Keeping Up With Codes
Vetting the information about minimum and maximum exhaust rates for commercial-kitchen-ventilation systems in this issue’s Focus, “The ABCs of CKV," has been, well, exhausting.
I’m not sure how foodservice facility designers keep up with standard building codes, energy-efficient building codes, code revisions or even code-enforcement authorities as they design CKV systems. If you’ve ever smelled the kitchen broiler from the dining room, you’ll know that some are better at it than others.
Back in the day, assorted code-writing organizations—such as the Building Officials and Code Administrators Int’l., Int’l. Association of Plumbing and Mechanical Officials and the Int’l. Code Council—set minimum exhaust volumes for CKV. They were generous rates, and it was easy to comply. Then UL 710 came along and established that a well-engineered CKV system could exhaust effluent at lower volumes than even the minimums. For years, those “UL-listed hood” rates were included in American Society of Heating, Refrigerating and Air-Conditioning Engineers Standard 154 in a handy table. It listed minimum exhaust rates for four kinds of hoods and four levels of equipment, from light to heavy duty. (The ASHRAE Handbook still includes the table; the current Standard 154 does not.)
Today, a newer standard is in use for buildings wishing to comply with energy-efficiency regulations. Currently, 16 states and Washington, D.C., officially have adopted ASHRAE Standard 90.1 into their energy codes (go to energycodes.gov/adoption/states) and more are following suit. Standard 90.1 sets maximum exhaust rates. These rates fall just about 30% lower than the high end of the exhaust ranges set up in the old Standard 154 table.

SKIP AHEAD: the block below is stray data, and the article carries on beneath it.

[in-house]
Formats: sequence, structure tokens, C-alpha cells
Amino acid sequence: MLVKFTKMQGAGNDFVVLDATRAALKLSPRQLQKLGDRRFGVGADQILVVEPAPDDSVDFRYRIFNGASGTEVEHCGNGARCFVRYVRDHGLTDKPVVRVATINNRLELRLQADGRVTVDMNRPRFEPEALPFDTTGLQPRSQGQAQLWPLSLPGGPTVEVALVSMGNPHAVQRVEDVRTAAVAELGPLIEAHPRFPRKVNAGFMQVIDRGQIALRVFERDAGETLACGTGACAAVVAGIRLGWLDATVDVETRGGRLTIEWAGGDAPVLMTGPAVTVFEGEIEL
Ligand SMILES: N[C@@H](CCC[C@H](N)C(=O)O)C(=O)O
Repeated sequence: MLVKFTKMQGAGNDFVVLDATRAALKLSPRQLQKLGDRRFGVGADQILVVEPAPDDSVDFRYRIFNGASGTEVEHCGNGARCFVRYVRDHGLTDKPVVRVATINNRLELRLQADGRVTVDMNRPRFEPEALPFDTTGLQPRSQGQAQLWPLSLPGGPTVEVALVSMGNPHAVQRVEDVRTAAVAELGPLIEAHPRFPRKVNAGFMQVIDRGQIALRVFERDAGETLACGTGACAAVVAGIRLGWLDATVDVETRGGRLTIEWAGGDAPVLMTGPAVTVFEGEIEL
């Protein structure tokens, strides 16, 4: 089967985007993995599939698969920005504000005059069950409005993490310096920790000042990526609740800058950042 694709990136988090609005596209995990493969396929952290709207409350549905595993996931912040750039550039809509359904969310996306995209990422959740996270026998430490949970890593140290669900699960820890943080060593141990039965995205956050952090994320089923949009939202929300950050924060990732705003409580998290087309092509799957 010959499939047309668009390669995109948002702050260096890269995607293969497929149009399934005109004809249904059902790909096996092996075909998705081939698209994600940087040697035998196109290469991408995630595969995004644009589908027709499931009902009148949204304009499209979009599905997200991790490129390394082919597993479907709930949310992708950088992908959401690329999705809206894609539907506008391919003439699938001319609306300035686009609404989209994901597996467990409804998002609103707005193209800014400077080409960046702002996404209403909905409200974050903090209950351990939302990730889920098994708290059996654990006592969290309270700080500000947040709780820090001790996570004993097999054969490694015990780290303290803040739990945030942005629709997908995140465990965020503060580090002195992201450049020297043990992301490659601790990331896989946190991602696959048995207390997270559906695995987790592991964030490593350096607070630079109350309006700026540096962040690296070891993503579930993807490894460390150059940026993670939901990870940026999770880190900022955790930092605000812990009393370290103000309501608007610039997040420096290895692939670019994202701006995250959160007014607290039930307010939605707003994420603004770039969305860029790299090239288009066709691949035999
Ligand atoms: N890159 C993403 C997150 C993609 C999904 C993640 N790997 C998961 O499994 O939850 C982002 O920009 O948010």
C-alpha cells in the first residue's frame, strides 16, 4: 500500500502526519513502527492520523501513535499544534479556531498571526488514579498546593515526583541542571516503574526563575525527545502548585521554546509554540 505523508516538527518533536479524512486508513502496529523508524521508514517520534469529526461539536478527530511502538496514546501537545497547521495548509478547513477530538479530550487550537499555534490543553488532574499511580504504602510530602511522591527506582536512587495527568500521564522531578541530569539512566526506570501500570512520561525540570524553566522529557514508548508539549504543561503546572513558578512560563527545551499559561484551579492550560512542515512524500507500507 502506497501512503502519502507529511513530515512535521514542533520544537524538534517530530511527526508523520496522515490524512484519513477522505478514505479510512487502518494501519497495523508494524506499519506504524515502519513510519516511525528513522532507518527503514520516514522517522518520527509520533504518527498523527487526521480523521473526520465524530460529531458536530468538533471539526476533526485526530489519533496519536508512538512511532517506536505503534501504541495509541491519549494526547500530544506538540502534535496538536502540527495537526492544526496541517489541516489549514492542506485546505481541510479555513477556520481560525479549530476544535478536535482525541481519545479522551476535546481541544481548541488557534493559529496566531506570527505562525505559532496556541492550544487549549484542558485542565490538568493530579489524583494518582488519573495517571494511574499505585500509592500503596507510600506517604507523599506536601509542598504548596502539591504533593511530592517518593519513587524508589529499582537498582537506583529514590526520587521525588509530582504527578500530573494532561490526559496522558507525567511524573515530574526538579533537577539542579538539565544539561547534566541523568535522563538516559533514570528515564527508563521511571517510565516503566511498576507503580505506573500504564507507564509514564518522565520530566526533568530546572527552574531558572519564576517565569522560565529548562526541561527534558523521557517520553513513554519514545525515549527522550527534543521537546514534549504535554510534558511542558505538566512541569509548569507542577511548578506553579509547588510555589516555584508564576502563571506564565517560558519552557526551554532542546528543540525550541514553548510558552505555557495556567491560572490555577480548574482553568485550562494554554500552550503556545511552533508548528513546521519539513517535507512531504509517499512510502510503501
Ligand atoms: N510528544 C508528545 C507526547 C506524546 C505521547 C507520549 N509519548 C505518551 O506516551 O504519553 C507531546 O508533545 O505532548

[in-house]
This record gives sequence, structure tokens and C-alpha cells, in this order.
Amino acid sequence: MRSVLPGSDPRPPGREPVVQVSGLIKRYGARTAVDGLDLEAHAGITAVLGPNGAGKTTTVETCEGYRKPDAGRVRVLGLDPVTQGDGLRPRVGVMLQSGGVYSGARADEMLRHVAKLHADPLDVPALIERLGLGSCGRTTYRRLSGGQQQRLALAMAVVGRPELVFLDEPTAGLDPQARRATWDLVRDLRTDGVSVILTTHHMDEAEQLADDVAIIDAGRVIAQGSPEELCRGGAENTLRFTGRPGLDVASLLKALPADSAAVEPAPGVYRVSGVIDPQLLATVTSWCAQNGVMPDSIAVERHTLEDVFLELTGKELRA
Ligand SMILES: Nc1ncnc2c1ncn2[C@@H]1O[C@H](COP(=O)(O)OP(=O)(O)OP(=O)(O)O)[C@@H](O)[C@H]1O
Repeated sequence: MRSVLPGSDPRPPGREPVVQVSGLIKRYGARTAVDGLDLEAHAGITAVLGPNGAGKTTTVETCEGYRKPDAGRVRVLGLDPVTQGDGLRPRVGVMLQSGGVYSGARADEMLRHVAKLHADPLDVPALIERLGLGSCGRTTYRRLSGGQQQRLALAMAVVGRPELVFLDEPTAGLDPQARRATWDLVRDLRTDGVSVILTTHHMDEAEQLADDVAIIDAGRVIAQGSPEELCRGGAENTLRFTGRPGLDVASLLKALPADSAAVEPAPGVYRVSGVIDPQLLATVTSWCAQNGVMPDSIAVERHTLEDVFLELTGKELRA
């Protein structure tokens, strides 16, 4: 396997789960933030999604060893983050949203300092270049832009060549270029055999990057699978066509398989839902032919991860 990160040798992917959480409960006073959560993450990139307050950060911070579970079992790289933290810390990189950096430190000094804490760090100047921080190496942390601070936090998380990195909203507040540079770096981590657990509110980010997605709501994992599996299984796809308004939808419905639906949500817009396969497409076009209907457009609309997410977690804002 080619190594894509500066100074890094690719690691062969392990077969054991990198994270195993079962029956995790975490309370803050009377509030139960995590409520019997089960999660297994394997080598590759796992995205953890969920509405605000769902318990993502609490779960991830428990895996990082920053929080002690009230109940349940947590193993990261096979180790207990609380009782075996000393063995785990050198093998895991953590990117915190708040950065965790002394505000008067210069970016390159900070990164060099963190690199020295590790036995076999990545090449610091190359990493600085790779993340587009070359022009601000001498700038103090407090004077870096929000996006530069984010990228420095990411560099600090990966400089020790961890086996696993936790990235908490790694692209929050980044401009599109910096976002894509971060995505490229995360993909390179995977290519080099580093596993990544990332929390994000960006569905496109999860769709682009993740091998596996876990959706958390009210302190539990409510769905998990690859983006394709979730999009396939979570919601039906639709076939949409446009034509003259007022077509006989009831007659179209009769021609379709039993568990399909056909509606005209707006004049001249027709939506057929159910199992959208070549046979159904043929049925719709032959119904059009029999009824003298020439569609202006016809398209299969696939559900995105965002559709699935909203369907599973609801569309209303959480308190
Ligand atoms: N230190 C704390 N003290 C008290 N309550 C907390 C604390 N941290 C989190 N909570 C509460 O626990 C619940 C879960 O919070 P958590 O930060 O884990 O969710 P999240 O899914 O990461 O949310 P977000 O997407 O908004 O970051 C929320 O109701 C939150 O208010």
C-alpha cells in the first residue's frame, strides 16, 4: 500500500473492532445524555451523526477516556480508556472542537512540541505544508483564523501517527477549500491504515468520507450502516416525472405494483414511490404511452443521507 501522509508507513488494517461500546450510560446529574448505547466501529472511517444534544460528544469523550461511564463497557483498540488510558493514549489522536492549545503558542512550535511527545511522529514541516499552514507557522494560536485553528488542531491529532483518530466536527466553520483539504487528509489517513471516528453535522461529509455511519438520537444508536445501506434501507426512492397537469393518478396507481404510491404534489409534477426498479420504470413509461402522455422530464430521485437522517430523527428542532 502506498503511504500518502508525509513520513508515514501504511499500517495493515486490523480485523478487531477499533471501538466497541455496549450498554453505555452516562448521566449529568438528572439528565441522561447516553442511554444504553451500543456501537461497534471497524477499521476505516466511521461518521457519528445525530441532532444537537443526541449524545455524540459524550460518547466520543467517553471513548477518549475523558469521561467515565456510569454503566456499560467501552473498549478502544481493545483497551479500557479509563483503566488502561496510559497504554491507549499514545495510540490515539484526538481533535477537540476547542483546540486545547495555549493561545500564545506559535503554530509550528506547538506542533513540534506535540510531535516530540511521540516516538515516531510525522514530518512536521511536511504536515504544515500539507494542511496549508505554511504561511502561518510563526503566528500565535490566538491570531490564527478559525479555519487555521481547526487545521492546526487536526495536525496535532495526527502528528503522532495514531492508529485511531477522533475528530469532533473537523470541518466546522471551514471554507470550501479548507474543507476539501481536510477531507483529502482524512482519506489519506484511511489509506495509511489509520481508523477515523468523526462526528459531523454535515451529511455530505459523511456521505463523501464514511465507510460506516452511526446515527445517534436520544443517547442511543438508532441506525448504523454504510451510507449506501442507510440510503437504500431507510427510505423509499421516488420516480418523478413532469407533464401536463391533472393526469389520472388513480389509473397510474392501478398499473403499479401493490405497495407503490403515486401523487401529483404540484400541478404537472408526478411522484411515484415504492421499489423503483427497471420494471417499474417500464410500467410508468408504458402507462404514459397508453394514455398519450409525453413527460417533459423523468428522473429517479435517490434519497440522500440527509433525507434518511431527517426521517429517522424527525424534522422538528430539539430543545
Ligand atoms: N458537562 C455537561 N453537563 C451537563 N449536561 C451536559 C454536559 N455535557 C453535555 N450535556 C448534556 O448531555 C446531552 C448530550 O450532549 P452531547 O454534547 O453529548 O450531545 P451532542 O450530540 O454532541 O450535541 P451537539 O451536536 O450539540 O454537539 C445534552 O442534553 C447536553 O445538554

So what does this mean? As one manufacturer told me, if you’re designing a commercial kitchen, the first question you need to ask is, “What is the maximum amount of air I am allowed to take out of this kitchen?” Then design the CKV system accordingly, which means carefully. Too often, I’ve heard that the CKV system, much like storage space, comes toward the end of the design process. I don’t want to say it’s an afterthought, but it could be that just ramping up exhaust rates was relied on as a quick fix for pressure imbalances and hood performance issues. But if you’re limited in how much you can exhaust, then the way air is introduced, flows through and exits the space becomes paramount, and CKV engineering “best practices” become more important than ever.